Two years after it began, the coronavirus pandemic has changed almost every area of life. Businesses had to adjust to work-from-home arrangements, people adjusted to eating in and staying home, and manufacturers had to cope with supply chain disruptions to name a few. One of the changes we’re likely all familiar with is the rapid rise in parcel deliveries, particularly during lockdowns when shops were closed and our movement was restricted. As millions of people traded in-store for online shopping, demand for parcel deliveries – and delivery vans – soared. With thousands more vans on the roads around the country, Australia’s vehicle safety watchdog, ANCAP, has announced a renewed focus on van safety.
Demand for parcel deliveries surges
Parcel deliveries have been steadily on the rise for around a decade, but in 2020, the volume increased dramatically. In fact, parcel deliveries increased by 37% worldwide in 2020. In Australia, the number of parcel deliveries per person jumped from 37 in 2019 to 40 in 2020, with a total number of parcels a record one billion.
It’s no surprise then that the number of van sales has also increased. Mid-sized van sales hit record highs in 2021 in Australia, with figures going up 56% over 2020.
Van safety concerns
In response to this rapid uptick, ANCAP initiated a broad analysis of van safety in the Australian market with a focus on the availability and performance of active safety systems in 2018. These include advanced but increasingly common driver assistance features like autonomous emergency braking (AEB), lane-keeping assistance, speed sign recognition and controls and blind-spot monitoring.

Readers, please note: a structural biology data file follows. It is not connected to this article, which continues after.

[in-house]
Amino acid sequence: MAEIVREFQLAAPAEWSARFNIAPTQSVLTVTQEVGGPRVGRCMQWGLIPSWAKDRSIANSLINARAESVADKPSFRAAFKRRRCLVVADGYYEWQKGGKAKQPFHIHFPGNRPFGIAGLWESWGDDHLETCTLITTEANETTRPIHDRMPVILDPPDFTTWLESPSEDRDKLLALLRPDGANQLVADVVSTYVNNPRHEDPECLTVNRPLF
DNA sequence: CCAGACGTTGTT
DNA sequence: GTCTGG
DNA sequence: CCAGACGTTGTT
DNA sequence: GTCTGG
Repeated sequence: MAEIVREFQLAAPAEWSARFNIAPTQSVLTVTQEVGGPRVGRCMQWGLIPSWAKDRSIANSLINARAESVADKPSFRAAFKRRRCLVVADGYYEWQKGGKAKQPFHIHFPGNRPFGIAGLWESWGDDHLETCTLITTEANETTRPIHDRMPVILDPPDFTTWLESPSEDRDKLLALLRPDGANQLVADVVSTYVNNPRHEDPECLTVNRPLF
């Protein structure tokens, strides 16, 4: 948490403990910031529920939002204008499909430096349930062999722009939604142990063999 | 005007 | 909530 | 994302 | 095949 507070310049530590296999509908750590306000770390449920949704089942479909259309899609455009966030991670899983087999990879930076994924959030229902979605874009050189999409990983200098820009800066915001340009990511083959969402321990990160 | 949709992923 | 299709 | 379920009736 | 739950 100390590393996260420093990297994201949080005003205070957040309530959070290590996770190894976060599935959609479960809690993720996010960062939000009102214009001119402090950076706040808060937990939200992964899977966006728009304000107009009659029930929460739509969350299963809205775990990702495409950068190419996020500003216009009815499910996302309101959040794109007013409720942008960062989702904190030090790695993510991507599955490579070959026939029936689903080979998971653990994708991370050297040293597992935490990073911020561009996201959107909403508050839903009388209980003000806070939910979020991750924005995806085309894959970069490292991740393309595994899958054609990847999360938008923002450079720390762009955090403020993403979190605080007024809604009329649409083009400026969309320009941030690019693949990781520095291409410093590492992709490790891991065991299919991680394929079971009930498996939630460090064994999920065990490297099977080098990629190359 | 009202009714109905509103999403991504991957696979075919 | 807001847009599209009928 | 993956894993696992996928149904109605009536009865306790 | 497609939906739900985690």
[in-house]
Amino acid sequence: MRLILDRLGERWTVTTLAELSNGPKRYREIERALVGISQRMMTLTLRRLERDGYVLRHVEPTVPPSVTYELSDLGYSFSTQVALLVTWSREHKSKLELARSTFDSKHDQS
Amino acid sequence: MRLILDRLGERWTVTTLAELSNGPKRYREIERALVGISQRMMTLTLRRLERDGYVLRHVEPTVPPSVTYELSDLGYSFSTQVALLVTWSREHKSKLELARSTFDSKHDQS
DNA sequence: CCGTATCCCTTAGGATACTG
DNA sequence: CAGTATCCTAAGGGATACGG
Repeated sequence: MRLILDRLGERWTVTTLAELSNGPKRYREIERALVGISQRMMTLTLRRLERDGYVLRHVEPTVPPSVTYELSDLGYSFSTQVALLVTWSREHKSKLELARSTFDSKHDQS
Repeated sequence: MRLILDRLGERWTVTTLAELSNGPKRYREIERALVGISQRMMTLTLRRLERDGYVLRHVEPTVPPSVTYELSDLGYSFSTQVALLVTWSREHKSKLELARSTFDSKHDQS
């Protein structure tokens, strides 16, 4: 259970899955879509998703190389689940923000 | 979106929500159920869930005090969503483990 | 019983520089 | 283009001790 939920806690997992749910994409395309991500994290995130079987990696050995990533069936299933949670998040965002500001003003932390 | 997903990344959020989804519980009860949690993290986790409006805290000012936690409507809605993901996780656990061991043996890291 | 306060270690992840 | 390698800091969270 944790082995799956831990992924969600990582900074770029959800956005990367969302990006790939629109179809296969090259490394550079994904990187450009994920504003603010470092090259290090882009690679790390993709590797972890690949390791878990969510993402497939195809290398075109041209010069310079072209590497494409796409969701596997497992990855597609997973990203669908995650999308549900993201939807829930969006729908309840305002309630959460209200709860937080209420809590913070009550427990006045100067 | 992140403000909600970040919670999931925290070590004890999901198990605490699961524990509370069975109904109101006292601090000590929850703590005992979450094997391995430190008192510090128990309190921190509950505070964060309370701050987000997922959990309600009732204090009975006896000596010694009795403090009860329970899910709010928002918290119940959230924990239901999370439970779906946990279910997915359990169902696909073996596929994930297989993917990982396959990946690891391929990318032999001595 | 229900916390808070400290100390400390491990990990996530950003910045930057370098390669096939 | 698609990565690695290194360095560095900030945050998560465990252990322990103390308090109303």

The first round of results and recommendations was released in December 2020, finding that vans were lagging behind passenger cars in crash protection. The second round of results comparing commercial vans based on key safety features was released in February 2022 and includes updated benchmarks and ratings.
“Vans are a workplace. Their increased on-road exposure and frequent use in built-up urban areas means they interact with a large number of other vehicles, pedestrians and cyclists,” said ANCAP Chief Executive Officer, Carla Hoorweg, in a media release dated 16 February 2022.
“It is essential that fleet and van operators are aware of the crash avoidance capabilities and active safety features fitted to their vehicles.”
Van safety ratings: The results are in
So which vans were the best – and worst – performers? The Hyundai Staria-Load set a new benchmark for both availability and performance of advanced driver assistance systems (ADAS), earning the first Platinum rating in crash avoidance performance.
At the other end of the spectrum, the LDV Deliver 9 – equipped with more modest features – fell short of winning with a Bronze rating, and some candidates were stamped with a ‘Not Recommended’ rating for their lack of active safety systems altogether, like the Mitsubishi Express and Renault Traffic.
Interested in vehicle safety? Learn what cutting-edge safety features are on the market today here: Essential new car safety features 2021